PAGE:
We arrived in Puerto Ayora on a bus full of tourists, most of whom already either had hotel reservations or cruises to catch. Nevertheless, after wandering the length of Charles Darwin Ave., we hadn’t found any vacancy at any hostels that charged less than $25 a night per person. The ocean and abundant wildlife were taunting us and we considered abandoning our budget (we heard from numerous travelers that we could find rooms for $15 per person), but we resolved to explore a few more blocks further from the ocean. After discovering where the local hyperbaric chamber was situated, we came upon a four story building that appeared to be an apartment complex, yet we decided to poke around hoping for the possibility of lodging. After waking the owners up from a siesta nap, we negotiated an affordable price for the entire third floor of Hotel Tintoreras, and settled in to our spacious quarters.
We left the comfort of our new home—a private, top floor apartment with wifi, a full kitchen, dining room table, refrigerator, bedroom with four beds, full bathroom, and a balcony—to explore Puerto Ayora for the afternoon. We walked the length of the malecón and discovered the port as well as a large grocery store (which was closed for the first two days of our stay), before happening upon a peaceful, pristine lagoon with a dock, and encircled by a boardwalk. A few locals were swimming and snorkeling as we explored the extent of the boardwalk and the nature it gave us access to. We decided to head home, eager to make dinner, and get to sleep, so we could wake early and explore the attractions Santa Cruz offered.
The following morning started off a bit cloudy, but by the time we made our way along Charles Darwin Ave. to the similarly named research station, the sky was completely clear and the sun beamed brightly. We wandered the relatively large park–stopping at various exhibits to learn how animals made their way to these islands, and which species were considered native–before heading to the tortoise reserve. We arrived at the enclosure of a few massive land turtles just as feeding time began. The tortoises all lethargically came to life, and ambled their way over each others’ shells towards the massive mix of green stocks the workers carried over their shoulders. They hadn’t made much progress as the greens were slammed to the ground and stacked in large piles throughout the enclosure.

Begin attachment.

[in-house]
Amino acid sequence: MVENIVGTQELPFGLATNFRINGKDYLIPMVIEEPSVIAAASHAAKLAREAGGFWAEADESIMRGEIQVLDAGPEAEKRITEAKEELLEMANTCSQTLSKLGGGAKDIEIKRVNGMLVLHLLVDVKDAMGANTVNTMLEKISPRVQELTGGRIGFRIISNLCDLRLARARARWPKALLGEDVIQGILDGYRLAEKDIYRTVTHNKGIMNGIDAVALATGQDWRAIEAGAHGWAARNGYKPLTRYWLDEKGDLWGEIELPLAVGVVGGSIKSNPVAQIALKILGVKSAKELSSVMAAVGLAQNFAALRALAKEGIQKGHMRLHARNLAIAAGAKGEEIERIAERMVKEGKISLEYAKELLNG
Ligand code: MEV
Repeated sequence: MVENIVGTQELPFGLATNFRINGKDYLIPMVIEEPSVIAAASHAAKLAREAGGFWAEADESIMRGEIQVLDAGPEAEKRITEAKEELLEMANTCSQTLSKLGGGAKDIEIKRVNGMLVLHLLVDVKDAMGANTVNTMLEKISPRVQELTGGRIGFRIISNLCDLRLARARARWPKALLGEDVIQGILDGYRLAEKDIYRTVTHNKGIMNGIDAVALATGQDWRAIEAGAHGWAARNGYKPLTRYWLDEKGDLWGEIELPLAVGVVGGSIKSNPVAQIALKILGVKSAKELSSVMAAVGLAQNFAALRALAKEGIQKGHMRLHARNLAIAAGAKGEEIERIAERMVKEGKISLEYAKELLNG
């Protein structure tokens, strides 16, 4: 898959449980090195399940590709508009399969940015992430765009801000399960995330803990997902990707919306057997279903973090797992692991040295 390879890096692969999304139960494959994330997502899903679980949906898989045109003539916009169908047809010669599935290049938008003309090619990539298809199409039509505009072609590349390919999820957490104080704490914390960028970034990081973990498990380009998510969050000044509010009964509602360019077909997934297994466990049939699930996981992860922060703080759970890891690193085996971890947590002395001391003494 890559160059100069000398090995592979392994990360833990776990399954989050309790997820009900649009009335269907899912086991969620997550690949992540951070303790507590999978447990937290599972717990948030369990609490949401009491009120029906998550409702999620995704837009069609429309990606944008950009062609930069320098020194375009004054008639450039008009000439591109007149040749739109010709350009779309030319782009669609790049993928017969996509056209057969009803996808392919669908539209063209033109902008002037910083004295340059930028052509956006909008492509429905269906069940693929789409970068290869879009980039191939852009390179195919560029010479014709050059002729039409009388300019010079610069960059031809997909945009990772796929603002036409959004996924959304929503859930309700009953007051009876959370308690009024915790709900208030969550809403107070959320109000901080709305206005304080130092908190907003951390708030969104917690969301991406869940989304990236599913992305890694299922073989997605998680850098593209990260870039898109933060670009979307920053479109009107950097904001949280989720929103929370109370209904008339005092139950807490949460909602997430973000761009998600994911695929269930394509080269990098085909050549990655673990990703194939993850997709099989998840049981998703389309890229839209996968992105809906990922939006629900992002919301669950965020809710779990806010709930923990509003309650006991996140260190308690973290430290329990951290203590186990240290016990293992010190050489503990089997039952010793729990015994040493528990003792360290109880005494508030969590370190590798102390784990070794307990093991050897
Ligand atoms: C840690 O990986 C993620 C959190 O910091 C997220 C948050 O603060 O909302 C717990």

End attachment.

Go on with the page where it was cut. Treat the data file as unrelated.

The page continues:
When we had our fill of tortoise watching, we made our way across town to the entrance of Tortuga Bay. We hiked about 30 minutes on a winding stone path and arrived at an enchanting white sand beach. Immediately, a marine iguana winded its way across our path, before resting atop some black volcanic rock. We walked the length of the beach and settled near the end at another rock formation that was home to some sea turtles.
We hopped off the water taxi and started our hike passed German Beach, over lava rock formations, around enormous cacti, and through colorful salt lagoons towards a swimming hole we read about. Las Grietas, which translates literally to mean “the cracks”, is a series of deep volcanic fissures unique to volcanic islands. The deep canal formed between the steep lava rock cliffs on either side and collects a mixture of filtered fresh water from the highlands and tidal seepage from the sea. We took the opportunity to float blissfully in the cool water, before climbing the rock ledges and leaping into the crystalline water below. When Ryan had his fill of adrenaline, we followed some locals who set off to explore the canal towards the ocean. The adventure required us to climb over sharp volcanic rock and dive under other rocks to swim to the next section. Invigorated by our explorations, we swam the length of the chasm, dried off, and hiked back to the dock to take a water taxi back to town.